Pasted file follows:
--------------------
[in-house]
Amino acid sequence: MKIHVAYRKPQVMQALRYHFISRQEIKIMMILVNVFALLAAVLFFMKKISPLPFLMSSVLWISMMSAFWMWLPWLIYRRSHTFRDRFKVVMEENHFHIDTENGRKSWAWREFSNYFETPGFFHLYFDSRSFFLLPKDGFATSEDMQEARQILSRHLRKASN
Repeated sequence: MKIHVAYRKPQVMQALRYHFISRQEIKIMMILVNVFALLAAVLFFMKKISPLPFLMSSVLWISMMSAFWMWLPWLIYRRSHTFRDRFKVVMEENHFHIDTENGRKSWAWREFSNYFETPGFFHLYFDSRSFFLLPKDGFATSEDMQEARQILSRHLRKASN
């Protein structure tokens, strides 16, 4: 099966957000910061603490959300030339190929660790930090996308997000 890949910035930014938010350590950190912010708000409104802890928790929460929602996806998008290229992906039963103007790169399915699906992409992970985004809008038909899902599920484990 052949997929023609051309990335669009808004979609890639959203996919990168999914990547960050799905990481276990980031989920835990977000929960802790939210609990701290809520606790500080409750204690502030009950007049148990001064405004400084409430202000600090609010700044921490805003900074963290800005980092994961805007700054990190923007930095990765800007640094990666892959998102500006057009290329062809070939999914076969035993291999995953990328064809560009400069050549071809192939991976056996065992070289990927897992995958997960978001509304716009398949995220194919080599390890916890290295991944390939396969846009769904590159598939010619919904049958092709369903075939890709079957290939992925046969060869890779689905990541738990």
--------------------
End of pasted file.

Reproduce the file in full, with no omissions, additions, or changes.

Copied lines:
[in-house]
Amino acid sequence: MKIHVAYRKPQVMQALRYHFISRQEIKIMMILVNVFALLAAVLFFMKKISPLPFLMSSVLWISMMSAFWMWLPWLIYRRSHTFRDRFKVVMEENHFHIDTENGRKSWAWREFSNYFETPGFFHLYFDSRSFFLLPKDGFATSEDMQEARQILSRHLRKASN
Repeated sequence: MKIHVAYRKPQVMQALRYHFISRQEIKIMMILVNVFALLAAVLFFMKKISPLPFLMSSVLWISMMSAFWMWLPWLIYRRSHTFRDRFKVVMEENHFHIDTENGRKSWAWREFSNYFETPGFFHLYFDSRSFFLLPKDGFATSEDMQEARQILSRHLRKASN
């Protein structure tokens, strides 16, 4: 099966957000910061603490959300030339190929660790930090996308997000 890949910035930014938010350590950190912010708000409104802890928790929460929602996806998008290229992906039963103007790169399915699906992409992970985004809008038909899902599920484990 052949997929023609051309990335669009808004979609890639959203996919990168999914990547960050799905990481276990980031989920835990977000929960802790939210609990701290809520606790500080409750204690502030009950007049148990001064405004400084409430202000600090609010700044921490805003900074963290800005980092994961805007700054990190923007930095990765800007640094990666892959998102500006057009290329062809070939999914076969035993291999995953990328064809560009400069050549071809192939991976056996065992070289990927897992995958997960978001509304716009398949995220194919080599390890916890290295991944390939396969846009769904590159598939010619919904049958092709369903075939890709079957290939992925046969060869890779689905990541738990």